By not doing some sort of public campaign online, you will risk making your customers upset by not keeping them in the loop on what is happening to our food supply. You can even post a link to a good article if you lack the time to write your own blog — but do something, and they will appreciate it.

Steve Montgomery

Out-of-stocks in retail have never been a good thing. However today people are more willing to tolerate and forgive them because of the pandemic. If you go into a supermarket you see people accepting that their favorite soup or whatever isn’t in stock.They understand the world we live in today and are far less likely to change stores or restaurants on a permanent basis because of an OOS.

Lee Peterson

Can you hear the vegans laughing/clapping? Me too, they live with me. Anyway, over the last two months, everyone’s out of something all the time, including the behemoths like Amazon and Walmart. So I believe everyone will get a pass given the circumstances and if you’re a Wendy’s fan, for example, you’ll be back, checking.

Also agree with Gregory that the “fresh card” is the glass-half-full side of this for Wendy’s, although I’m sure their shareholders will see it a little differently.

Ryan Mathews

I think in Wendy’s case they can make a credible argument that a pandemic is exactly the wrong time to lower safety, quality, and sanitation standards. Will that lesson live on past the crisis? I very much doubt it. Out-of-stocks due to holding or shifting supplies to first-responders is understandable. Out-of-stocks in “normal” circumstances will still be seen as inexcusable.

Doug Garnett

Situations like this break chains of habit and tendencies in searching out food. However, consumers have always been brand polygamists — not brand loyalists. So this will have a short term impact – not a long term one.

I suppose a way to envision it is that Wendy’s might slip out of the “three go-to places” for some people, for a bit. But they’ll remain farther down on the list of places to go past those three. And eventually, they will cycle back up into the top three go-to places.

Ed Rosenbaum

Wendy’s is but the first to let us know they are experiencing a shortage. More will follow. We certainly will not stop patronizing a restaurant or grocer because they are currently out of what we came there to purchase. Imagine how many grocers would be out of business because we went there for wipes or sprays that simply are not available now.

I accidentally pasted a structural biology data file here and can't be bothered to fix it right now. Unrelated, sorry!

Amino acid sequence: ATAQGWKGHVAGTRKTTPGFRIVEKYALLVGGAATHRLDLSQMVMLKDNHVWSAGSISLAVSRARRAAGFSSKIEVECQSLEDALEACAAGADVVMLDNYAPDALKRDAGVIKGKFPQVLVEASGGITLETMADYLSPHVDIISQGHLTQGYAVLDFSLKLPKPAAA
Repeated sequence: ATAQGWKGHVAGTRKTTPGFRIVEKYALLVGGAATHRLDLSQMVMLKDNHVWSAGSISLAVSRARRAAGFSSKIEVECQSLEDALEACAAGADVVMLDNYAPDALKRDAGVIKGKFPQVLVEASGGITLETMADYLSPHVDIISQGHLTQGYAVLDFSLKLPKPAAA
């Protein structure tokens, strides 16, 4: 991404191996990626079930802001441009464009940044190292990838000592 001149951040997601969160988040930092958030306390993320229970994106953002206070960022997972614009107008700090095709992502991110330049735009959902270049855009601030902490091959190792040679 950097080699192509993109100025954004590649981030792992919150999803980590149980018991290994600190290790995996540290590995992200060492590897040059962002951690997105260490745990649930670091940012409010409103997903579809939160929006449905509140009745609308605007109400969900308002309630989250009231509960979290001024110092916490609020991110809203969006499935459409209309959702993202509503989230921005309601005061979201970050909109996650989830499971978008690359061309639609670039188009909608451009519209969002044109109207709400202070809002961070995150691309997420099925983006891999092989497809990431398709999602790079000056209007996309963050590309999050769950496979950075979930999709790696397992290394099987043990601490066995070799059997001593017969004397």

Sterling Hawkins

We’re in a bit of an anomaly here with COVID-19 and while there are always make-or-break moments, consumers are generally a bit more tolerant right now. This is an opportunity for Wendy’s (and all businesses) to be more connected with their customers and share what they’re dealing with. Even though Wendy’s is not able to satisfy demand for their burgers, it’s an opportunity to build more loyalty and engagement in the long term (and perhaps even more demand since scarcity can drive greater demand). As we start to emerge into a “new normal” (whatever that is) consumers will again be less forgiving of situations like this.

Craig Sundstrom

Do people ever stop patronizing a restaurant because of “out-of-stocks”? I can’t imagine after having gone to all the trouble of being seated (remember that?) and perusing the menu, that a person would leave because a particular menu item was unavailable.

That having been said, Wendy’s isn’t a full-serve restaurant, and when you’re a hamburger place and you don’t have hamburgers available, that does present a particular problem. But it seems to be a passing issue, not game-changing one.

"Wendy's has a marketing card that it can, and does, play for this shortage: unlike others, Wendy's brings fresh beef."
"Can you hear the vegans laughing/clapping? Me too, they live with me."
"Out-of-stocks in retail have never been a good thing. However today people are more willing to tolerate and forgive them because of the pandemic."